As previously mentioned, recent trends toward open, public workplaces and shared spaces have changed almost overnight. Tenants are expressing interest in private spaces over public spaces and corporate culture over coworking. The environment and culture promoted by many coworking companies over the past decade has been one of community, often translating into even greater office density because of the fluid nature of its customer base. With people moving in and out of coworking hot desks on a regular workday, one seat could have been shared by multiple people. This will challenge coworking operators moving forward to institute greater cleaning practices. More critically, however, it may change the appeal of working alongside strangers, and in unassigned seats in any office environment, at least in the short term.

Conversely, in as few as three weeks of complete work-from-home transitions, several companies are already exploring dual-hub solutions to accommodate both urban and suburban locations. These moves appear to be focused on employees that (in this new environment) would prefer to drive alone to a dedicated workspace than to commute via public transit to a dense urban location. Other clients are developing back-up office strategies in the event of one location being closed temporarily. Some employers are already seeing opportunities related to future recruiting by offering more flexible schedules in more acutely congested cities. In Los Angeles and San Francisco, for example, average commuters last year spent 102 and 79 hours per year in traffic, respectively. A post-COVID-19 world may reduce the need for such excessive commutes.

#3 Hyper-focus on health and safety

As we return to physical workplaces, the focus on health, safety, security and location will have entirely new meanings as well.

Based on observations of office security policies in Japan, China, and Korea, it is anticipated that certain buildings will implement temperature scans or other health verifications for building entry.

Currently in China, 80 percent of Class A office buildings are requiring employees to take their temperature at the entry turnstile. If their temperature is recorded over 100 degrees, visitors are not allowed into the property. This procedure has been expanded to large grocery stores and enclosed places.

Select multinational landlords and large occupiers with properties in the US are currently evaluating the feasibility and efficacy of implementing temperature scanning in their office properties. Others are evaluating the wearing of bracelets for those who have tested negative for COVID-19 or have already recovered from the virus. Some are preparing for PPE availability, use, and disposal within spaces as well. Such measures, which may have seemed extreme only weeks ago, may be necessary to provide comfort for certain building occupants who are concerned about infection risk in large spaces.

Furthermore, as we return to working in offices, high-quality property and facilities management will be more important than ever. Measures to improve the safety and sanitation of physical environments  will be embraced as our awareness of personal risk and exposure has now reached unprecedented levels. Our interactions with people and spaces are all likely to happen with a mindset of safety and self-preservation. Clear communication and visibility of risk mitigation efforts and health and cleaning protocols will be critical to address the psychological hurdle employees will face returning to work.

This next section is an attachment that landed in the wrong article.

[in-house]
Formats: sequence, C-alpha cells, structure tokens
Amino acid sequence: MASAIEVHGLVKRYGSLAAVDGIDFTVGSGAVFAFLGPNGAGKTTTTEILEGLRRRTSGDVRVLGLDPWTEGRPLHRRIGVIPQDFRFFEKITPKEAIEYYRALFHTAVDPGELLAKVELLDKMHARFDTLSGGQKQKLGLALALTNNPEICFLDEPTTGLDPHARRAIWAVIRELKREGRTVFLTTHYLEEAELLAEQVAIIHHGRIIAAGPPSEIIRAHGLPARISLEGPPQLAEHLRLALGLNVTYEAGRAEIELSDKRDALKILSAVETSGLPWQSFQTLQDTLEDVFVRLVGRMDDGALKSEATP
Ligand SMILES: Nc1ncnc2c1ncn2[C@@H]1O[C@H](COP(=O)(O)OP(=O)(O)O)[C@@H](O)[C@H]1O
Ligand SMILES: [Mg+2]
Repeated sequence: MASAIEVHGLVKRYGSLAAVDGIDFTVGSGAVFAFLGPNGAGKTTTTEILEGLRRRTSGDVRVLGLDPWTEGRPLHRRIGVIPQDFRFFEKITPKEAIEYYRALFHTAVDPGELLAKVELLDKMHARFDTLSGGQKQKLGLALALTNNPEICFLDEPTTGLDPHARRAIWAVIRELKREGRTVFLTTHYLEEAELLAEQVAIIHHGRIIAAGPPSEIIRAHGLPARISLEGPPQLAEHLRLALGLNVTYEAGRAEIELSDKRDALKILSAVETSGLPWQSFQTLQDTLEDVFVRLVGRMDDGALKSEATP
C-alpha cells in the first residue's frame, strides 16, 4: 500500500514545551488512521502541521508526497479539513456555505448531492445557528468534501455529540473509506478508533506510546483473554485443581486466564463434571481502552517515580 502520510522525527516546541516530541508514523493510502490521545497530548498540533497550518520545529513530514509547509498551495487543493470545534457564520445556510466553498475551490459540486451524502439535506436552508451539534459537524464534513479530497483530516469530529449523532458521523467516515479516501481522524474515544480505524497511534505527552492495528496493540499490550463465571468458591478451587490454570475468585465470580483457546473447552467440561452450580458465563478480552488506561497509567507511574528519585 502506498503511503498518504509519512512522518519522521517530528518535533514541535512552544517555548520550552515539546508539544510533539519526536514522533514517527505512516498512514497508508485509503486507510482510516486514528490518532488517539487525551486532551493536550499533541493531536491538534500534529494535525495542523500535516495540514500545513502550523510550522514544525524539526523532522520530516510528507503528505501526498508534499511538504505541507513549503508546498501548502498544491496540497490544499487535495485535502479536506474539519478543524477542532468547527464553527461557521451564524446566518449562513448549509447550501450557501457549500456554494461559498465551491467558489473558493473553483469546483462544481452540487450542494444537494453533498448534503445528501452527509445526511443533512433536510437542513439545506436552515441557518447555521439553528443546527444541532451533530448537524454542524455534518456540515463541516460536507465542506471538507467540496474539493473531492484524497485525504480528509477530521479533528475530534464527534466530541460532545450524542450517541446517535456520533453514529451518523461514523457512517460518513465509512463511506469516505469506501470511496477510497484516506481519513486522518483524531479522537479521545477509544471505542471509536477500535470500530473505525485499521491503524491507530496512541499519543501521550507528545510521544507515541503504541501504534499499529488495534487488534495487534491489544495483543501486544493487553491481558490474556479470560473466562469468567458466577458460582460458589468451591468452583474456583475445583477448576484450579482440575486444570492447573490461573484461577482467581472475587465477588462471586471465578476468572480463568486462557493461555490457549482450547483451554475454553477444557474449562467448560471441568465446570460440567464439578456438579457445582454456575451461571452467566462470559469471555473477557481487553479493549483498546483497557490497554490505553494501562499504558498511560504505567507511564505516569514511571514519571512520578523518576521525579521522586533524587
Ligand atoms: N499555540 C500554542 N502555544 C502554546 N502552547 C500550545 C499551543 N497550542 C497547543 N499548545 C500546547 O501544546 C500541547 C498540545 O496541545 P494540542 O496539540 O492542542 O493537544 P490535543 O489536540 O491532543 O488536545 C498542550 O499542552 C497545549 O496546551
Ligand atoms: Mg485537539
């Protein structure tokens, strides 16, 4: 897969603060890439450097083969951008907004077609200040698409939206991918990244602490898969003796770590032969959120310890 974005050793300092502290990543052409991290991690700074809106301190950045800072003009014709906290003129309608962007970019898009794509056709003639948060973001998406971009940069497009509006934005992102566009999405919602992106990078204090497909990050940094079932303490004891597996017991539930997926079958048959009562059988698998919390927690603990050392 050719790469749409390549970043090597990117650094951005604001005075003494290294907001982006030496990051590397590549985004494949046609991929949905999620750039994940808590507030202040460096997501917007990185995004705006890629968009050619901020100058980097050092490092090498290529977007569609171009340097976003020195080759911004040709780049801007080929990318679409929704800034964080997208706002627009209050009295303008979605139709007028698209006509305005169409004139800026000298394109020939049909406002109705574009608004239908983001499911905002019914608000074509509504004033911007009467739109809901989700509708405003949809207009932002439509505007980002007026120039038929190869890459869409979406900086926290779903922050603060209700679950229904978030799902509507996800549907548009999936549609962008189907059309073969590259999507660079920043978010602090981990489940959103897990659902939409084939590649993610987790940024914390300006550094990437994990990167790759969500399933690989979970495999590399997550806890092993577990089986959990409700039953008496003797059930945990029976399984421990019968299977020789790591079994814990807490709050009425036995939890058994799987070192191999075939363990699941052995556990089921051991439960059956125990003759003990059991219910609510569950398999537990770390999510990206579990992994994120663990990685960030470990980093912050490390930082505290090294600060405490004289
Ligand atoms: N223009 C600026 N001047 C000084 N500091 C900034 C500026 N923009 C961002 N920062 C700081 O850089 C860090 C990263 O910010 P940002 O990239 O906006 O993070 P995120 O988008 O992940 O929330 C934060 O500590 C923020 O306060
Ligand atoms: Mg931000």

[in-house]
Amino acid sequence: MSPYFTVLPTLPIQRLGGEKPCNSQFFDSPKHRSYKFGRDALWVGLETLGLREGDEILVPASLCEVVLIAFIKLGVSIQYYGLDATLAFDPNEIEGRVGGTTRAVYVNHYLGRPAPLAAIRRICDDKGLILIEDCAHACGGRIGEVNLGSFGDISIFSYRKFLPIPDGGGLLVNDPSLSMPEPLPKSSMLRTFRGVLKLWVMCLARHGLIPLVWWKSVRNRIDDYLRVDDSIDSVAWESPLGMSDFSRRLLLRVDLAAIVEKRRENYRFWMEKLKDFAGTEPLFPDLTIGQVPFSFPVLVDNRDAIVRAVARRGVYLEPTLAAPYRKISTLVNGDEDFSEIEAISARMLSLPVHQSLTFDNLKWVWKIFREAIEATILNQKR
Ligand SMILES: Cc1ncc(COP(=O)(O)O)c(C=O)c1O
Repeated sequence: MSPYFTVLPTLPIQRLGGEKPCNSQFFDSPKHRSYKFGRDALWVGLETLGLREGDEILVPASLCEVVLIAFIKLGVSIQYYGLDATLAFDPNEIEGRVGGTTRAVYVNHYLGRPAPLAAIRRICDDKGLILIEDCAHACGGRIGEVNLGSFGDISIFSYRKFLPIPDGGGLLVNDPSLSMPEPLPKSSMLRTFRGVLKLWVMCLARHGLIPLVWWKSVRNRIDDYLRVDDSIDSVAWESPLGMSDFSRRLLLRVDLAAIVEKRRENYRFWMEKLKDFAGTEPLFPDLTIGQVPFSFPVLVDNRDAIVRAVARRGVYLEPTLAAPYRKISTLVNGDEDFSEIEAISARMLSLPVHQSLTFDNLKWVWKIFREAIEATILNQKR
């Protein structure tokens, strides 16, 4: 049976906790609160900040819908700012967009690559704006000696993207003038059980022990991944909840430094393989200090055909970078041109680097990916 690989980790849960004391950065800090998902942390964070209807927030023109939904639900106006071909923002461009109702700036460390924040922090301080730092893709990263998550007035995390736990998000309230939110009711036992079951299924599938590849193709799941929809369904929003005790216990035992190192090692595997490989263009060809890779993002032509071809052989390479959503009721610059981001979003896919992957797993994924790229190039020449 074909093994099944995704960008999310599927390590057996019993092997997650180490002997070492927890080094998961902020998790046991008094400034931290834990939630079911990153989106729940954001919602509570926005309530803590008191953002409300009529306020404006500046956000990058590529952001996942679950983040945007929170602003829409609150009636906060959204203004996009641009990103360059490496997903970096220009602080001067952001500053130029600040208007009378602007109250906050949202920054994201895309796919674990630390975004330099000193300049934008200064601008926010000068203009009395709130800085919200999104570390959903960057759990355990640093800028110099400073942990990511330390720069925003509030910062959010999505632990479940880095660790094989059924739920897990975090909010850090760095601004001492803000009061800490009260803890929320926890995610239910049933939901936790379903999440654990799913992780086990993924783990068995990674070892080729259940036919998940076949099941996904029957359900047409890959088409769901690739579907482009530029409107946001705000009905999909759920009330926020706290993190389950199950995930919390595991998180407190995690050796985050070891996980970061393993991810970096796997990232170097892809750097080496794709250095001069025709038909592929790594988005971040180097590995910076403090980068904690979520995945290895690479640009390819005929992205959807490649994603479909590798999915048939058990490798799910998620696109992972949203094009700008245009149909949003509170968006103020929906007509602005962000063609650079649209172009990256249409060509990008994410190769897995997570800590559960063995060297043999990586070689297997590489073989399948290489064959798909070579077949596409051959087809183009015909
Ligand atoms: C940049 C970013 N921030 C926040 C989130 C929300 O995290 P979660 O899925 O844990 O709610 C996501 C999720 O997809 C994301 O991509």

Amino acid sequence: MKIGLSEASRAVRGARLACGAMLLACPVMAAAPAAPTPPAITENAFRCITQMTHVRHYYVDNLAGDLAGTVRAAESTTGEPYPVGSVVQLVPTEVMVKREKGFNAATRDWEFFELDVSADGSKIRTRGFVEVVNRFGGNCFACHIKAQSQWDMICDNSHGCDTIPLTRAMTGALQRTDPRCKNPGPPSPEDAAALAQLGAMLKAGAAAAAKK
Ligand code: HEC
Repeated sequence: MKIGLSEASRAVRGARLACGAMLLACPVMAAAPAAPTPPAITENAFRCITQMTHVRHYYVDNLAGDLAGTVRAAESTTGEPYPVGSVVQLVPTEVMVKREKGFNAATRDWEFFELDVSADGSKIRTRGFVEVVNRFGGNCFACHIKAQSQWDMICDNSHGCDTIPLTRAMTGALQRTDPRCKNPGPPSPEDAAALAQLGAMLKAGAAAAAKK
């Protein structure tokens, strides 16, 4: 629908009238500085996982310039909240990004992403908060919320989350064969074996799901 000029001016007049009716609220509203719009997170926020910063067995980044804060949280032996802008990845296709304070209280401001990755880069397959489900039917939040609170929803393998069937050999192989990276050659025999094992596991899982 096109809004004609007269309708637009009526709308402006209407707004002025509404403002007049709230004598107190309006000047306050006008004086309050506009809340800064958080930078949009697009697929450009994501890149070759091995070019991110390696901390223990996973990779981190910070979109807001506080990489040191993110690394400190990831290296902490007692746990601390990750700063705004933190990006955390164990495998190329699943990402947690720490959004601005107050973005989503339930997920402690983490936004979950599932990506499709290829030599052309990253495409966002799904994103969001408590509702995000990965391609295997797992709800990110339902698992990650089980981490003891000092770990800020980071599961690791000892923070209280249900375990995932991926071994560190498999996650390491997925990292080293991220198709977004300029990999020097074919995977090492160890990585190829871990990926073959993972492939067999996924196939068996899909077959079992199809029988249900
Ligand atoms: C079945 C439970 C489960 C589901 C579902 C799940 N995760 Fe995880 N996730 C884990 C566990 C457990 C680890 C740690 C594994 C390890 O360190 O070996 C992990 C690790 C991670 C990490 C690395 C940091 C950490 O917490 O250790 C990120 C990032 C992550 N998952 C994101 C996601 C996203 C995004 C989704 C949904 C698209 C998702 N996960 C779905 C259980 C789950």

#4 Opportunities to collaborate and opportunities to concentrate

Despite the broad range of conditions that will change due to the COVID-19 pandemic, there are many elements of how we work, and why we work, that will persist. Prior to March 2020, a focus of many companies was getting as many people as possible into their offices, and there was a general trend away from work-from-home policies.

There were several reasons for this emphasis, and they remain the same today, despite the obvious limitations in the near term and likely increase in some remote work longer term.

  • The most frequently cited reason for our corporate clients focusing on in-office work was innovation. 
    This episode has proven that many people can work independently from home, but true innovation often requires people in a room together solving a problem. Particularly in the sectors of engineering, computing, and design, teams can solve problems that no individual could solve on their own.

    As the last few years have been so strong for economic growth, almost every company was focused on innovation, product development and speed to market. Those objectives typically require people to be together and to work as a team.

  • The next reason that multinationals were scaling back on work-from-home policies before the pandemic was an increased focus on culture.  
    Through hundreds of client interviews and observations, we recognize that employees can perform many tasks remotely, but such tasks do not truly embody a company’s culture. The development of a corporate culture requires that people actually be together, sharing values, sharing ideas and socializing in the same place. Our current experience suggests that culture can be maintained remotely through video and other means, and collaborating and socializing from a distance have improved significantly by necessity. Large distributed companies have long operated and built on core values virtually. But to create a defining culture that is a competitive advantage, shared in-person experiences, challenges and triumphs are typically needed. 

  • A third common reason for bringing employees back into the office is that businesses are defined in times of disruption. 
    As mentioned above, it remains fairly easy to have companies and employees operate from home, on rote tasks or on pre-planned projects.

    However, it is hard to pivot quickly on enterprise-level operations when everyone is at home and doing their own work. Over the last few years, almost every industry has been subject to disruption due to technologies or new firms that have threatened traditional business models. Such challenges are difficult to solve, or even identify, over a conference call. They are best solved, often in conference rooms over late nights, with a dinner following, among people who trust each other and know each other and are all working together to solve a particular issue.
     

Looking forward, JLL will continue to monitor the evolving nature of the workplace, in light of changing external conditions.  We anticipate that office occupant sentiment will continue to shift as the impacts and duration of the COVID-19 pandemic become clearer.  Our teams will continue to focus on our client needs and on the critical balance between health and safety, and commerce and connectivity.